Swansea Tourist Guide
Swansea Tourist Information
Often referred to as 'the Gateway to West Wales', Swansea is a maritime city that is renowned for its stunning natural beauty, with plenty of gorgeous sandy beaches, beautiful castles and other sites of historical interest to offer tourists.
Swansea's fabulous Maritime quarter is a popular tourist attractions with three marinas, it has won several international awards as one of Europe's 'top three waterfront developments'. Here, there is something of interest for all tourists: a nightclub, pubs, cafés, art galleries, yacht marinas, a theatre, museums, Wales' National Literature Centre, an observatory and restaurants.
Swansea and its surrounding area is home to 54 wonderful public parks, a haven for nature enthusiasts. Most renowned is the Clyne Gardens and Country Park, with more than 1,600 acres of immaculate woodlands. Here tourists have the option exploring gardens, castles and gardens, and can enjoy stunning views of the bay.b>Unfortunately Fastnet Line ferries is no longer in operation and therefore there are now no sailings between Swansea and Cork.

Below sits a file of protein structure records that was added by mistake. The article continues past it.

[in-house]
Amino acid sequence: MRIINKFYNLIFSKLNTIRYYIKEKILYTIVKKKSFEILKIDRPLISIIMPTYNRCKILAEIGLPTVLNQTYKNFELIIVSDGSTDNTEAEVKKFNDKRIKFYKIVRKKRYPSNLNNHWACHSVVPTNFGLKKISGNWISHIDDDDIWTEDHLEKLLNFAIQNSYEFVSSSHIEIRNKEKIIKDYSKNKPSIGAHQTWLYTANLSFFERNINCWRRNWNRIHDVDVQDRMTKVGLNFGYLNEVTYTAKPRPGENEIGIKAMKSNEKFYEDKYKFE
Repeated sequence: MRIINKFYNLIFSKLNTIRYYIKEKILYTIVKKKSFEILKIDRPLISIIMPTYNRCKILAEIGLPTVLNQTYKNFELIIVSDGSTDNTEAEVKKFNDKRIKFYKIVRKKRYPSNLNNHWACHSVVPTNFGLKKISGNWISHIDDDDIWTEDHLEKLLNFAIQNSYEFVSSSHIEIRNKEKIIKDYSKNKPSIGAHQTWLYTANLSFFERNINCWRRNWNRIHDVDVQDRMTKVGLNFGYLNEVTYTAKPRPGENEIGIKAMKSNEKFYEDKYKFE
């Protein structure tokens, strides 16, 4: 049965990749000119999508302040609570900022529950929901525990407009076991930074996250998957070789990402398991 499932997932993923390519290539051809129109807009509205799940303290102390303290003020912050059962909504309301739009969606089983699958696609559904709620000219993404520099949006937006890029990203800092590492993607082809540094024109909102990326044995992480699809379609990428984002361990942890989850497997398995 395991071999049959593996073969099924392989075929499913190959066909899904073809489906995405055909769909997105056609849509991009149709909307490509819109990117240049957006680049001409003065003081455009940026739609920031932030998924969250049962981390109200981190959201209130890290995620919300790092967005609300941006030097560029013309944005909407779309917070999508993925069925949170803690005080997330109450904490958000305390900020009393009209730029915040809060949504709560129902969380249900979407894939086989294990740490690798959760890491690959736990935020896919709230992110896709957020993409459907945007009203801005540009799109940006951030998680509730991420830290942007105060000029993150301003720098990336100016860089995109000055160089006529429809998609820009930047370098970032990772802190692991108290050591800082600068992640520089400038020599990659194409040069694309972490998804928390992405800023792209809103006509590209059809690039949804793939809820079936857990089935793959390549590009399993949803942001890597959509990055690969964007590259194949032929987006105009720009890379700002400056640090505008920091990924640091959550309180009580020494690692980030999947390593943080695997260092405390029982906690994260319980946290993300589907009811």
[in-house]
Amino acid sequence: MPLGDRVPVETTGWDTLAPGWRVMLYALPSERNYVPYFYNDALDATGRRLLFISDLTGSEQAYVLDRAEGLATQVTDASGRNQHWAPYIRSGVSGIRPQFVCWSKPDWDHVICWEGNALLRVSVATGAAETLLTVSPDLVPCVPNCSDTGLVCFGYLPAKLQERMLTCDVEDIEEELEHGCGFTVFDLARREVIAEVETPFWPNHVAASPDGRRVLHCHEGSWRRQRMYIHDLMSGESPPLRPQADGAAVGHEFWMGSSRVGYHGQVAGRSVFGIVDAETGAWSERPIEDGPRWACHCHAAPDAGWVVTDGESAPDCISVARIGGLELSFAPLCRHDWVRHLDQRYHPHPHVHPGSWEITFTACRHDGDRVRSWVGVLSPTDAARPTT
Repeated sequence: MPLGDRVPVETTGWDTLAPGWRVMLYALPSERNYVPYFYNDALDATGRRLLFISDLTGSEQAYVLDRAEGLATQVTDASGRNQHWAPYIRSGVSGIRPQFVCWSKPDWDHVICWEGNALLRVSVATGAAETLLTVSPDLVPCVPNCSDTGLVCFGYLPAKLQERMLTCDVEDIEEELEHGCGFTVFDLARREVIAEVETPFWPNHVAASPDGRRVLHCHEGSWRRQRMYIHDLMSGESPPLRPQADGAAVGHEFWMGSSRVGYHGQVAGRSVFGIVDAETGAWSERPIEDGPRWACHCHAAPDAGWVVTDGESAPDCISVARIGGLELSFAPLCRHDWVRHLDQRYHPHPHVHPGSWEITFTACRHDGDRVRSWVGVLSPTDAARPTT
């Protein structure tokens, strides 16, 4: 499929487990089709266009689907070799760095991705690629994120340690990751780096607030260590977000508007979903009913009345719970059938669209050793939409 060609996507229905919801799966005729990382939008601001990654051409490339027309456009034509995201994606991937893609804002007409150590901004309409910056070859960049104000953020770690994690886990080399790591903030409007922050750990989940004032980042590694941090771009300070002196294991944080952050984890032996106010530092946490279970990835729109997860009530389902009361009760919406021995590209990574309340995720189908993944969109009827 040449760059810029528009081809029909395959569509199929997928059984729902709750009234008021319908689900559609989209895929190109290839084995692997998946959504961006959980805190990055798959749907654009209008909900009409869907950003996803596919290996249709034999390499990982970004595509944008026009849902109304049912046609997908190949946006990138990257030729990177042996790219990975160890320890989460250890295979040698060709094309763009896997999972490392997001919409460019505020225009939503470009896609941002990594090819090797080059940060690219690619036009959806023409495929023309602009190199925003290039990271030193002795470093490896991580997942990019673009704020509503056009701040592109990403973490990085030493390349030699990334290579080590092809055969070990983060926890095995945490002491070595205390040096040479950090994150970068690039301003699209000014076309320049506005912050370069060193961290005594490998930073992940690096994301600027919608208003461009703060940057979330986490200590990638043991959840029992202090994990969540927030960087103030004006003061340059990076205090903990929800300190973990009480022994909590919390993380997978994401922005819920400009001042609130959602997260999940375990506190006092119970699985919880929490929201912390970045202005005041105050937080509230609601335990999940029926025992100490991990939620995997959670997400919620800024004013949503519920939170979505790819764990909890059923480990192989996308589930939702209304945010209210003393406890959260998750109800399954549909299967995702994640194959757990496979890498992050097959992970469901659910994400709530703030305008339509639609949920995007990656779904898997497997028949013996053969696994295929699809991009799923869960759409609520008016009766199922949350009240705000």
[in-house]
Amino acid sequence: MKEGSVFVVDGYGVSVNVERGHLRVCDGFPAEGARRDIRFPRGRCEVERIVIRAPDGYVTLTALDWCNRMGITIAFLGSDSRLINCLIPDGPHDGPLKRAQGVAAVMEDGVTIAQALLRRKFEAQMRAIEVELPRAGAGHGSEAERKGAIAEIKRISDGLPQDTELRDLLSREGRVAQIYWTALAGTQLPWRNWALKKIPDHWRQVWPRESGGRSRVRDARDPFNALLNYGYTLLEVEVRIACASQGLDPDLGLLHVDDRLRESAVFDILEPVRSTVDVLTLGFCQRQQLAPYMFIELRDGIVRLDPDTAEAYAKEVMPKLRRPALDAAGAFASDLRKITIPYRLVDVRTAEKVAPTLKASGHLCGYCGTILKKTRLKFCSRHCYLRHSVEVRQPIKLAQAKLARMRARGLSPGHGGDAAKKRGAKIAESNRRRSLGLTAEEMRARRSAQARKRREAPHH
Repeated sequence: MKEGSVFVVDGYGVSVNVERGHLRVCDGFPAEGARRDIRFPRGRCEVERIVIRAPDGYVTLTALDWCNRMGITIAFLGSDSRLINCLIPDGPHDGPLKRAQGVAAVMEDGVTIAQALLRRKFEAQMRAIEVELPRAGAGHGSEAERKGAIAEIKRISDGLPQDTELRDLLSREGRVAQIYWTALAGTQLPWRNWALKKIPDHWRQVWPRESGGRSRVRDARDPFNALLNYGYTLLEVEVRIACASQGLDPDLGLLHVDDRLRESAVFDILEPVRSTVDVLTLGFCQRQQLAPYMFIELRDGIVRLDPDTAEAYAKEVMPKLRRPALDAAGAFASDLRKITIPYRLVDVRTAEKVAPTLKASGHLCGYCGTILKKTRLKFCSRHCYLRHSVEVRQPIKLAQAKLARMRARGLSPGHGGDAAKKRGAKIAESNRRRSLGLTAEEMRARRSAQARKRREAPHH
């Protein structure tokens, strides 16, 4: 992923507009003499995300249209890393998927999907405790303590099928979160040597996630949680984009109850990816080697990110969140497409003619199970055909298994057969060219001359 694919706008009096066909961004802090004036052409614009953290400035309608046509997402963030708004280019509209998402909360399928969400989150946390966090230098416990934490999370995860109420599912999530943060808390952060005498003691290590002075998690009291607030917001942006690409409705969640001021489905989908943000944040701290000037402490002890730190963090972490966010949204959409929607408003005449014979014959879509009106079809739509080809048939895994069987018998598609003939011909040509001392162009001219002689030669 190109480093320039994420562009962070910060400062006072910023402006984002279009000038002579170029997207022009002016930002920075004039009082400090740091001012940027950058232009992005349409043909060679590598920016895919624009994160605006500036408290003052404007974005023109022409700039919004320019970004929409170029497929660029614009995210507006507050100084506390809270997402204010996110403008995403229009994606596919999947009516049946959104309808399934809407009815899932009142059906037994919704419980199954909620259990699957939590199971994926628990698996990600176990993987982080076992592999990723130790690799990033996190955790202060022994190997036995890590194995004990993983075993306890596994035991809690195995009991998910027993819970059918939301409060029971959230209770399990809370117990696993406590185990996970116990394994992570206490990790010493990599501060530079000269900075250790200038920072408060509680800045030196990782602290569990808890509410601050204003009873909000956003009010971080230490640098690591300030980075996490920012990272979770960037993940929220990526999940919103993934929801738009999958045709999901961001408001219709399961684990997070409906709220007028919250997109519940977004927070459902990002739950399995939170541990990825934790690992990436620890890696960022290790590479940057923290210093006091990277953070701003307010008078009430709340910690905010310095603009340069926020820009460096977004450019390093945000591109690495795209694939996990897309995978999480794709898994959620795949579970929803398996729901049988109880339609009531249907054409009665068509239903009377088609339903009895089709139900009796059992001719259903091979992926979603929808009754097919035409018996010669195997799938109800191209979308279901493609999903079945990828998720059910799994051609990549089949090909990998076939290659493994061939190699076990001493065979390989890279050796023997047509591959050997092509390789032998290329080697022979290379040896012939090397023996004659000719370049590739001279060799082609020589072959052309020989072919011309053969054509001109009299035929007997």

Swansea Tourist Attractions
Swansea also has an outstanding theatre. The Grand Theatre offers a diverse programme and a roof-top café, three bars and a restaurant. The Depot specialises in stand-up comedy.
Additionally, Brangwyn Hall hosts classical performances with the London Symphony Orchestra. Swansea Bay is a five-mile long beach which fronts the city is a big draw for holiday makers. Here you have the option to participate in a range of activities including cycling on the promenade, roller-blading, beach games and swimming.
The city of Swansea is alive day and night throughout the year, tourists have the opportunity to shop in the city centre and enjoy the performances at Castle Square's street theatre, and also popular are the outdoor events at Oystermouth Castle. The nightclub scene in the city is vibrant and there are plenty of restaurants.